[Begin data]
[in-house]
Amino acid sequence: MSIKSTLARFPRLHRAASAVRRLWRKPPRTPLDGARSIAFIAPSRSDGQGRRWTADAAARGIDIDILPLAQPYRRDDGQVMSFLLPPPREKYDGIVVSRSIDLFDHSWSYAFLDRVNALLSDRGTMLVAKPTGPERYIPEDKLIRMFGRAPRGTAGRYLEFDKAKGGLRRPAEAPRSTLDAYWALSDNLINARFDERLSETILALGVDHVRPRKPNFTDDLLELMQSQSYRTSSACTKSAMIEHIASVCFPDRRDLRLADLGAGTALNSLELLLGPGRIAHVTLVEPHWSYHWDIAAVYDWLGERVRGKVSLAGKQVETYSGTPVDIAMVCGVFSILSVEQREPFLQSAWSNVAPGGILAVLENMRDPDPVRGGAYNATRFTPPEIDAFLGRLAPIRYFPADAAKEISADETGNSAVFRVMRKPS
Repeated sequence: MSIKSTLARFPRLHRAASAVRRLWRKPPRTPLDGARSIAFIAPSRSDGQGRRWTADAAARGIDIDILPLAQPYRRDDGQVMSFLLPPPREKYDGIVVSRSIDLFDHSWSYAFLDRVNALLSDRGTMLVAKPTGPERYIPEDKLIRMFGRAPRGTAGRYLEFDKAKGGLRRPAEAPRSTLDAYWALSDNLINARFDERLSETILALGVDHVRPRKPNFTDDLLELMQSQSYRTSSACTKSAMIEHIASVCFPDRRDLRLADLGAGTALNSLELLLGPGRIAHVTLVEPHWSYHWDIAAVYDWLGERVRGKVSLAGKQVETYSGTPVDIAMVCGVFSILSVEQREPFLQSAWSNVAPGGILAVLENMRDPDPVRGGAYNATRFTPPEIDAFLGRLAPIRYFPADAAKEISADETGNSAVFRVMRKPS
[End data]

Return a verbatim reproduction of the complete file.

[in-house]
Amino acid sequence: MSIKSTLARFPRLHRAASAVRRLWRKPPRTPLDGARSIAFIAPSRSDGQGRRWTADAAARGIDIDILPLAQPYRRDDGQVMSFLLPPPREKYDGIVVSRSIDLFDHSWSYAFLDRVNALLSDRGTMLVAKPTGPERYIPEDKLIRMFGRAPRGTAGRYLEFDKAKGGLRRPAEAPRSTLDAYWALSDNLINARFDERLSETILALGVDHVRPRKPNFTDDLLELMQSQSYRTSSACTKSAMIEHIASVCFPDRRDLRLADLGAGTALNSLELLLGPGRIAHVTLVEPHWSYHWDIAAVYDWLGERVRGKVSLAGKQVETYSGTPVDIAMVCGVFSILSVEQREPFLQSAWSNVAPGGILAVLENMRDPDPVRGGAYNATRFTPPEIDAFLGRLAPIRYFPADAAKEISADETGNSAVFRVMRKPS
Repeated sequence: MSIKSTLARFPRLHRAASAVRRLWRKPPRTPLDGARSIAFIAPSRSDGQGRRWTADAAARGIDIDILPLAQPYRRDDGQVMSFLLPPPREKYDGIVVSRSIDLFDHSWSYAFLDRVNALLSDRGTMLVAKPTGPERYIPEDKLIRMFGRAPRGTAGRYLEFDKAKGGLRRPAEAPRSTLDAYWALSDNLINARFDERLSETILALGVDHVRPRKPNFTDDLLELMQSQSYRTSSACTKSAMIEHIASVCFPDRRDLRLADLGAGTALNSLELLLGPGRIAHVTLVEPHWSYHWDIAAVYDWLGERVRGKVSLAGKQVETYSGTPVDIAMVCGVFSILSVEQREPFLQSAWSNVAPGGILAVLENMRDPDPVRGGAYNATRFTPPEIDAFLGRLAPIRYFPADAAKEISADETGNSAVFRVMRKPS